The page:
Creationist Wisdom — Example 38

THIS is another episode of the continuing soap-opera from Louisiana. You can catch up on the last episode here: Louisiana Creationism: Battling Letters to the Editor.

So let’s all turn on the ol’ tube, fiip to the Advocate channel, and thrill to another day’s adventure involving our favorite characters as they battle over the Louisiana Science Education Act (LSEA).

You know the story line. Opposing Louisiana’s anti-science, anti-evolution, pro-creationism legislation is Dr. Barbara Forrest, a star witness for the winning side in Kitzmiller v. Dover Area School District. Opposing her is one of the principal architects of this creationist legislation — Rev. Gene Mills, executive director of the Louisiana Family Forum (LFF). There is also Governor Bobby Jindal, also known as the Exorcist, perhaps the world’s only creationist who was a biology major at Brown University. He signed the creationist law, but he’s been staying in the background lately.

If you’re truly addicted to the show, there was a recent letter here, but it was so rational that we didn’t write about it. Today’s letter-to-the-editor, however, is most entertaining. It appears in the Advocate, and it’s titled: Creationism, evolution both religion.

As is our custom, your Curmudgeon will politely insert this subtle signal [Aaaargh!!] after each howler so that we don’t interrupt the letter-writer’s learned discourse. We may apply some bold font for emphasis, and we’ll also be adding Curmudgeonly commentary in between the excerpted paragraphs. We’ll copy the letter in its entirely, omitting only the name and city of its author. Here we go:

I write in response to Barbara Forrest’s attack on the Louisiana Academic Freedom Act (“Mills, Jindal craft public policy,” letter to the editor, March 24).

You can find that letter here, but we’ve already mentioned it in our previous post. Let’s read on:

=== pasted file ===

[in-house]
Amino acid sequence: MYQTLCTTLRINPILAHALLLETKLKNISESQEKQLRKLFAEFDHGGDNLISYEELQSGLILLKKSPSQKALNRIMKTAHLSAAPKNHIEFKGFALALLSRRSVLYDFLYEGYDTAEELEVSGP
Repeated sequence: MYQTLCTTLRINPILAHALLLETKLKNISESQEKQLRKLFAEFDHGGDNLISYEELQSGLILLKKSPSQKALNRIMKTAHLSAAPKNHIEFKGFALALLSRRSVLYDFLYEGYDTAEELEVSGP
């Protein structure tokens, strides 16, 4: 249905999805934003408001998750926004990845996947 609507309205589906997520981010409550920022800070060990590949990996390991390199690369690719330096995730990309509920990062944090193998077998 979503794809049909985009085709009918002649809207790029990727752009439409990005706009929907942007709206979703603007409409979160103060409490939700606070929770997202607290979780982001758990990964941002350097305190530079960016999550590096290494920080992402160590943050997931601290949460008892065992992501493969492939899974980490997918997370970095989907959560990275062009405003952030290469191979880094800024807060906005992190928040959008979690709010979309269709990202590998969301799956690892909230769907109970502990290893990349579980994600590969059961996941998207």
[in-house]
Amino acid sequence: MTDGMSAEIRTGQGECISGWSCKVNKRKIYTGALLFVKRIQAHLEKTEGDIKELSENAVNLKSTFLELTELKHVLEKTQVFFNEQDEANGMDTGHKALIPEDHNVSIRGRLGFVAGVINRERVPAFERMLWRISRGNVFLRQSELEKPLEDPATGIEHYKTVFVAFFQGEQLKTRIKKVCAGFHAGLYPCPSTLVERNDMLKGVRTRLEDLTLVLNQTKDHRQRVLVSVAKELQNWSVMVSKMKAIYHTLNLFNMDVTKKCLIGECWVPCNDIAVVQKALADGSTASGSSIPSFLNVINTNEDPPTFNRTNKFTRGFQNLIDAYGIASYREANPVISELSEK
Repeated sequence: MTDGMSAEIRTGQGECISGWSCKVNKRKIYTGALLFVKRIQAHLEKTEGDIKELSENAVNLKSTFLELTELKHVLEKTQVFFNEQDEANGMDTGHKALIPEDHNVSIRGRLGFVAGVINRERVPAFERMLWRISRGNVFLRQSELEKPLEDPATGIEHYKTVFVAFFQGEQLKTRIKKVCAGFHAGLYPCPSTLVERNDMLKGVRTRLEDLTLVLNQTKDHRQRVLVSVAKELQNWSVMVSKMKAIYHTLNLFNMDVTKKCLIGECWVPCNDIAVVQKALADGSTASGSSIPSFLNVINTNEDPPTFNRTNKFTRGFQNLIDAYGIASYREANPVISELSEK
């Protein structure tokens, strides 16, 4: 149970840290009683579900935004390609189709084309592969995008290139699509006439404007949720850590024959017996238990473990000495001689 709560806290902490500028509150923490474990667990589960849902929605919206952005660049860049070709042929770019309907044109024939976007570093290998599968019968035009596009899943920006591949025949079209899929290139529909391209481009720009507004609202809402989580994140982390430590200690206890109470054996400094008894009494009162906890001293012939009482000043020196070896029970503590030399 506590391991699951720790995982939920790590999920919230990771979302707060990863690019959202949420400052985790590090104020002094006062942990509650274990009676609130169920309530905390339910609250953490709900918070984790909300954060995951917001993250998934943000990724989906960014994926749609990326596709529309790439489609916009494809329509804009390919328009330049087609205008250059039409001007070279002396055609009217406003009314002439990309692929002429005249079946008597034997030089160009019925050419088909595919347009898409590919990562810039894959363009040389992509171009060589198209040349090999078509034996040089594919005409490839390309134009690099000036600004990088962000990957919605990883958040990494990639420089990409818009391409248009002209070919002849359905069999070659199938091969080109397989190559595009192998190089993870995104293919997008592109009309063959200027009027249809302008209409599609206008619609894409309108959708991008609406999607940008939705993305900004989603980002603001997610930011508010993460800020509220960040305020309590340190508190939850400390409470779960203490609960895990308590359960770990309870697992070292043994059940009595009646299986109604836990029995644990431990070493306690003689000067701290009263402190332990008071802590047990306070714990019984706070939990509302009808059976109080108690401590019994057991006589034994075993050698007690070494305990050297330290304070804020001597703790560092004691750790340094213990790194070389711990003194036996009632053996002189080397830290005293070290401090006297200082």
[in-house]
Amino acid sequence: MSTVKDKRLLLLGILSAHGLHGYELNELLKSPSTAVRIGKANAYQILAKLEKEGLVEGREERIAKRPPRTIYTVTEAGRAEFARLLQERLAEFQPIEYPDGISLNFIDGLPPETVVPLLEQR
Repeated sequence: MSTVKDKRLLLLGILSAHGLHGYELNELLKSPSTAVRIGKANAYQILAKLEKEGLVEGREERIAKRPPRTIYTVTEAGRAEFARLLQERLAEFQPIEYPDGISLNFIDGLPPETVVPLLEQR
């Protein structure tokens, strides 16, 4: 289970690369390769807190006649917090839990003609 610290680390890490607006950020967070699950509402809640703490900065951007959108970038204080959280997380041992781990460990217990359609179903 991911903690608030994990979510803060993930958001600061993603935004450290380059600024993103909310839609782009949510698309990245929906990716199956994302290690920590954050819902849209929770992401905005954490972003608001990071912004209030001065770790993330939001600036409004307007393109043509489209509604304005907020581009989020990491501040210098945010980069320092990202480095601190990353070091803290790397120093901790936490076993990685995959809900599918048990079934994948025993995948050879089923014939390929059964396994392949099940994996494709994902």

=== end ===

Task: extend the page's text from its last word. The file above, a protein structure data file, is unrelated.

Despite the fact that Dr. Forrest only has a doctorate in philosophy, she has positioned herself as an expert on creation vs. evolution.

Perhaps that is uppity behavior for someone who “only has a doctorate in philosophy.” On the other hand, today’s letter-writer describes himself at the end as a “retired lineman,” so draw your own conclusions. We continue:

Dr. Forrest seems to embody a condescending skepticism toward Christianity and extends that condescension to the theory [Aaaargh!!] of creationism. However, Dr. Forrest seems to hold no skepticism toward the theory of evolution. [Aaaargh!!]

We haven’t detected any Christian-bashing by Dr. Forrest. However, if one equates primitive creationism with Christianity, he might see things differently. Here’s more:

Dr. Forrest does not seem to realize that creationism and evolution are both theories [Aaaargh!!] that attempt to explain a singular incident (the origin of life) [Aaaargh!!] that can never be repeated and can never be directly observed.

Once again, dear reader, we have an evolution opponent who knows nothing about the theory he opposes, nor does he even know what a scientific theory is. Moving along:

Both theories are unprovable and untestable. Both require faith. [Aaaargh!!] Both theories can be deemed as religion [Aaaargh!!], and certainly neither is true science. [Aaaargh!!]

Ah yes — the old “reason requires faith” nonsense. Building on that fantastically ignorant notion, the letter-writer says:

If we want no religion to be taught in science curricula, then neither of these theories should be taught. [Aaaargh!!]

Powerful stuff, huh? On with the letter:

The arrogance of some so-called scientists to regard evolution as more than a theory [Aaaargh!!] is only matched by the lack of a healthy skepticism toward evolution, which people such as Dr. Forrest seem to exhibit. [Aaaargh!!]

And now we come to the end, and here the letter-writer issues some kind of challenge:

What about it? Can Dr. Forrest certify evolution and creation as both being religion?

[Writer’s name and city can be seen in the original.]

Okay, those are the views of the lineman. As this episode closes, we hear in the background a few lines from the old Glen Campbell song, Lineman For The County: “I know I need a small vacation. But it don’t look like rain …”

Copyright © 2009. The Sensuous Curmudgeon. All rights reserved.

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3 responses to “Creationist Wisdom — Example 38

  1. I’ve said it before and I’ll say it again; sometimes I think newspaper editorial staff intentionally select the wackiest letters to publish as a subtle tongue-in-cheek joke on the rest of us.

  2. eric says: “… sometimes I think newspaper editorial staff intentionally select the wackiest letters …”

    I donno, but this stuff keeps me going on slow news days.

  3. Thanks for the link to the letter that “was so rational that we didn’t write about it”. Louisiana (and many other states) need more people like Brian Warren.